More than two decades later, that rationalization of self-regulation is happening. Initially, however, not much will change when the interim rules take effect on Jan. 1. That said, those rules will allow some benefits of amalgamation to materialize. Dually licensed firms will be able to employ mutual fund reps who don’t have to upgrade their proficiencies, and reps will be able to use directed commission structures, which currently are allowed under the MFDA but not IIROC. Fund dealers and investment dealers will have more flexibility to enter into introducing/carrying arrangements. Affiliated firms will be able to move accounts internally without repapering those accounts.
Longer term, the new SRO will develop a consolidated rule book that regulates similar activities the same way, regardless of firm type. The new SRO will have two member categories: dealers (including both IIROC and MFDA dealers) and marketplaces (the trading venues currently overseen by IIROC).
Developing a new rule book will involve feedback from both the industry and the public. Regarding the latter, the new SRO must form both an independent investor advisory panel and an investor office to speak up for investors; the SRO’s advisory committees also are expected to include investor representatives.
Furthermore, the new SRO’s executive compensation structure must be designed to link the pay of senior management with the fulfilment of the SRO’s public interest goals. And the public-interest commitment must form part of the training for the new regulator’s senior management, directors and committee members.
A uniform approach to compliance and enforcement also will be on the new SRO’s agenda.
“The intention is to find convergence on a risk-based and consistently applied approach to principles-based rules, compliance and enforcement,” IIROC and the MFDA stated in their application to the CSA for approval of the new SRO.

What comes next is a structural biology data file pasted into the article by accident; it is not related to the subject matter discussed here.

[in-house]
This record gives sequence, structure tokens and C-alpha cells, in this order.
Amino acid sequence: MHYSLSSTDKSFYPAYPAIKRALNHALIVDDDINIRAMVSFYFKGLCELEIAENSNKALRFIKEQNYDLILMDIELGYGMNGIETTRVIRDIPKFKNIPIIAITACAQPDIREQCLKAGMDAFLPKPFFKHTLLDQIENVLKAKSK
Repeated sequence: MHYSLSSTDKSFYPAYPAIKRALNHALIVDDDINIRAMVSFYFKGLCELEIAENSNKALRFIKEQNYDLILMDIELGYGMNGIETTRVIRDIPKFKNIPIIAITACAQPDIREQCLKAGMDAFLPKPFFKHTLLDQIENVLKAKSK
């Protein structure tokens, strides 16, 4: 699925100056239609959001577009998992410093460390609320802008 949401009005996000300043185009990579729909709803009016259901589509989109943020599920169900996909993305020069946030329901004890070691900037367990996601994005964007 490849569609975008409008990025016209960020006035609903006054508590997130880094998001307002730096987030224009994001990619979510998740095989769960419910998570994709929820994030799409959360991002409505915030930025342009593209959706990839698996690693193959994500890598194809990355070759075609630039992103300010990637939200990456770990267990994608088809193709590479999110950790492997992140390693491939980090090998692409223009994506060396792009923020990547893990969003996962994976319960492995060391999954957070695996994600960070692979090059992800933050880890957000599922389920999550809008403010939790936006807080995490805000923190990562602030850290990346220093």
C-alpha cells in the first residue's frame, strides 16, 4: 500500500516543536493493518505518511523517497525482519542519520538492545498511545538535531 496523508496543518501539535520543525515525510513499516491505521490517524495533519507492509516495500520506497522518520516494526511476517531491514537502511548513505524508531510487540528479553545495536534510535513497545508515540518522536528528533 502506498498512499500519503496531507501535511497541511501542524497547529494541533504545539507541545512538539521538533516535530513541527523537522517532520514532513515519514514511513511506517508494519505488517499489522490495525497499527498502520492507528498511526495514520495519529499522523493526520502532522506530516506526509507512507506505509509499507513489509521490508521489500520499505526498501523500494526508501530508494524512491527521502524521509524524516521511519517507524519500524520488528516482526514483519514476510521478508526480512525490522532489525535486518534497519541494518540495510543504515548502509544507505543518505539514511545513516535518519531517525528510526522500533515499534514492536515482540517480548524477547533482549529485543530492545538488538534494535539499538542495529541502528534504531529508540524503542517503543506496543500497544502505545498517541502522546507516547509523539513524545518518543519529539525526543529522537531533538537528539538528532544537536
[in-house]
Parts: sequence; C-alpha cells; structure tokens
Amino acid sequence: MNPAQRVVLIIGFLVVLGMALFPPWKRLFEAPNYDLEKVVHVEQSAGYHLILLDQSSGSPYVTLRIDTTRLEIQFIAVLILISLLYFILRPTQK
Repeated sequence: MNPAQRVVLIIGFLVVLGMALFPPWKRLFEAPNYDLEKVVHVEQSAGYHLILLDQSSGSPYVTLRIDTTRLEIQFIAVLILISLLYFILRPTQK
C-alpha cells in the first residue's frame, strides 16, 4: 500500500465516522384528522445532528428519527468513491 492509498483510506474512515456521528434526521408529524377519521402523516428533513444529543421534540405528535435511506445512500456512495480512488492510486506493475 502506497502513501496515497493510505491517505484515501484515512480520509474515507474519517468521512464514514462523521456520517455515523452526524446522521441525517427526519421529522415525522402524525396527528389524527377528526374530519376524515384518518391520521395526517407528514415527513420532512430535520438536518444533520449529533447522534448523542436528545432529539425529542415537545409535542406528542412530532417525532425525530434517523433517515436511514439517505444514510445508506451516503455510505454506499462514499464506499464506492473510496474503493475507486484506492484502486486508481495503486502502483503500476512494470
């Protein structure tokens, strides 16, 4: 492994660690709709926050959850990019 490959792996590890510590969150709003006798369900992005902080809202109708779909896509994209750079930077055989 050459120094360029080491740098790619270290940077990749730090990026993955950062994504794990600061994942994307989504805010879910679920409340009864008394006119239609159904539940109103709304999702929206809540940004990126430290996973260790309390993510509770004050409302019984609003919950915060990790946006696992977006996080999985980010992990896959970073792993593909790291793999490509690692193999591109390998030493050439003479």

Initially, the IIROC district councils and MFDA regional councils that carry out enforcement hearings will be replaced by seven regional councils that will provide policy feedback to the new regulator’s staff, and by 10 district hearing committees that will preside over disciplinary hearings. The committees initially will be staffed by members of IIROC and the MFDA’s existing councils to provide continuity.
Continuing education requirements won’t change much either. MFDA requirements will continue to apply to fund reps and IIROC requirements to investment dealer reps, but the long-term goal is for a harmonized program.
The other major area to be redeveloped is the fee structure. Existing dealer fees for fiscal 2023 will be charged once the new SRO launches and the fees for fiscal 2024 will be set in March 2023, when the regulator’s budget is approved.
The interim model will temporarily reduce fees for small dealers. The minimum fee charged to fund dealers will drop to $1,500 and the portion of fees charged on a firm’s assets under administration below $1 billion will decrease by 50%. Similarly, the minimum fee for investment dealers will fall, as will revenue-based rates. These lower fees are anticipated to be in place for two years or until the new fee model is adopted.
However, the regulators also will introduce a fee to cover most of the cost of integrating the SROs — a task that’s expected to total between $25 million and $38 million. The new fee will only be charged to dually registered dealers, which are expected to be the primary beneficiaries of the new SRO structure. The fee will be charged over three to five years beginning in fiscal 2024.